31 Oct 2012

Self-Expiring Visitor Badges – Are They Worth the Cost and Full Proof?

Comments Off on Self-Expiring Visitor Badges – Are They Worth the Cost and Full Proof? ID Cards

With fraud and crime an ever present threat it’s important that your business remains as secure as it can be at all times. One of the best ways of doing this is by knowing exactly who is on your premises at any given time. ID cards are regularly given to visitors, staff and clients in order to control access to buildings, but it’s also normal practice to issue self-expiring visitor badges for people who are only going to be in a place temporarily. But what are the risks involved? Do you have a full proof system to ensure people can’t gain re-entry? And are they worth the cost in the first place? Let’s consider these points in turn.

Are these Visitor Badges Worth the Cost?

The great thing about self-expiring visitor badges is that they have been designed to manage and identify the traffic of all visitors who enter or leave a particular facility so that nobody entering a building will go undetected. Case studies over the last decade have shown that visitor badges are an effective way to prevent or deter intruders or potential criminals.

Places like schools, hospitals universities, government and military organizations all use self-expiring visitor ID cards and in the majority of cases they have proven to be a good way to solve any security management issues. Visitor badges tend to be awarded to people such as volunteers, contract workers, representatives and temps. Once activated, a self-expiring visitors badge can last for a set number of hours, depending on how long the visitor is expected to be in the building.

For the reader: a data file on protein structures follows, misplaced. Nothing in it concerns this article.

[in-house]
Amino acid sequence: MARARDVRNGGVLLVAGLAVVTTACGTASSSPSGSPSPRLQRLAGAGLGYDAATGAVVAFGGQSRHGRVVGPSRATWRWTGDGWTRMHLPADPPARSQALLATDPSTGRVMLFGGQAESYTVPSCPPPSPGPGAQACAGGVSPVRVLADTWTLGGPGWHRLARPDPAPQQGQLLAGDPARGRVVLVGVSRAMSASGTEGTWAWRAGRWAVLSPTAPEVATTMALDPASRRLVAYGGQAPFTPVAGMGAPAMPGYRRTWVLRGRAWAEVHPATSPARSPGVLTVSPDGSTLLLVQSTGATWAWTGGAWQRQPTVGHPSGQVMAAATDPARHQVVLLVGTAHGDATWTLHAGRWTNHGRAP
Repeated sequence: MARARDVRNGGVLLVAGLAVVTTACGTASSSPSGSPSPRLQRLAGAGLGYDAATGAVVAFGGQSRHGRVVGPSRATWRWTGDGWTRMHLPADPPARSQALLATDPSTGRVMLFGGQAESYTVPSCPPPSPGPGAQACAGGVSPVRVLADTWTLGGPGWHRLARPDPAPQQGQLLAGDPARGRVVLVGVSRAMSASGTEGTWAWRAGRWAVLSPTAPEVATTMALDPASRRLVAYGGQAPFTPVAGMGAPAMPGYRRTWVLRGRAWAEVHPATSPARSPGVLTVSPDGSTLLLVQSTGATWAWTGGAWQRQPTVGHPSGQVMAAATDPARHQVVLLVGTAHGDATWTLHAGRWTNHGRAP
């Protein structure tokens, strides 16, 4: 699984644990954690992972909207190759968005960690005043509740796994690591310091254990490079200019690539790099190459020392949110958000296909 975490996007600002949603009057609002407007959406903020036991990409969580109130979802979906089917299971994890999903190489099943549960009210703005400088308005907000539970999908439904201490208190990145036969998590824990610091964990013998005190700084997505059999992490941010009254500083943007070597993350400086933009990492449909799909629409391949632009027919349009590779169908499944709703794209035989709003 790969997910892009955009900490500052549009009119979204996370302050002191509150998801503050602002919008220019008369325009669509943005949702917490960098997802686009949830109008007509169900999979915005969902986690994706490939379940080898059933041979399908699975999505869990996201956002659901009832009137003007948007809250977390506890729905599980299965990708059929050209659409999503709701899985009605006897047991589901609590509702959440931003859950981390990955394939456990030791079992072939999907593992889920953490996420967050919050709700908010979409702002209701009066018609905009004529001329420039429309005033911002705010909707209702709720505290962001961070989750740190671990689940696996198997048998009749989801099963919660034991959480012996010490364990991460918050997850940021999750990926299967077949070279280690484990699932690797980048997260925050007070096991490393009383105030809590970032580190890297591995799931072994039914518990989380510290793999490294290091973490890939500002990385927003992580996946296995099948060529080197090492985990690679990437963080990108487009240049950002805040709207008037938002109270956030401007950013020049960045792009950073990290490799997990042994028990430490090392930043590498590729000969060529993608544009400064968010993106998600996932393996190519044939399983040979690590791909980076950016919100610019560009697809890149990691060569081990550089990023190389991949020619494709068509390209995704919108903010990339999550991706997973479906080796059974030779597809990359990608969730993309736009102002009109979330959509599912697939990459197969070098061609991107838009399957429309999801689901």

A badge can usually be set for 4, 8, 12 or 18 hours, or can be extended to last for a week or a month. Once the badge expires it will become void and ineffective. At this time, the visitor’s badge will generally display a bright color, word or symbol which will alert the appropriate authorities that this visitor’s time is up. This system allows expired badges to be easily identified by up to around 50 feet due to the visible changes to the badge.

Are they Full Proof?

Unfortunately, it’s not easy to categorize a self-expiring visitors badge as full proof. Despite the innovative way that they have been designed, it’s still possible for fake cards to slip through the net occasionally, However, a genuine visitor’s badge which has been given to an individual will not scan once void, so when attempting to leave the building via the correct channels, the front desk will automatically be alerted to the fact that the person has been trespassing.

If a fake visitors badge is used, it is possible that this person could gain access to facilities, sensitive information and resources. The only way to avoid this kind of intrusion is to keep an up to date copy of any visitors who are expected that day and if any person tries to gain access and their name is not on the list then they should be denied entry. This method would depend on a machine and a person to control who gets into a building so would not necessarily be a convenient system.

Based on case studies though, it is advisable to have a self-expiring visitor badge plan in place in the majority of cases because it does make the day to day management of security easier. Businesses should spend the money on the very best security ID card system that their budget will stretch to because employees have the right to know who they are working alongside. If a person is visiting in order to try and sell office supplies then employees need to know that that particular visitor is a representative from a company. Similarly with contract workers who may be doing electrical or building work for a business. It’s essential that every single person is wearing an ID badge to identify themselves to others.

Do you employ self-expiring visitor badges at your facility? Have you ever experienced a breach? Please share your stories so others can learn from your experience.

Comments are closed.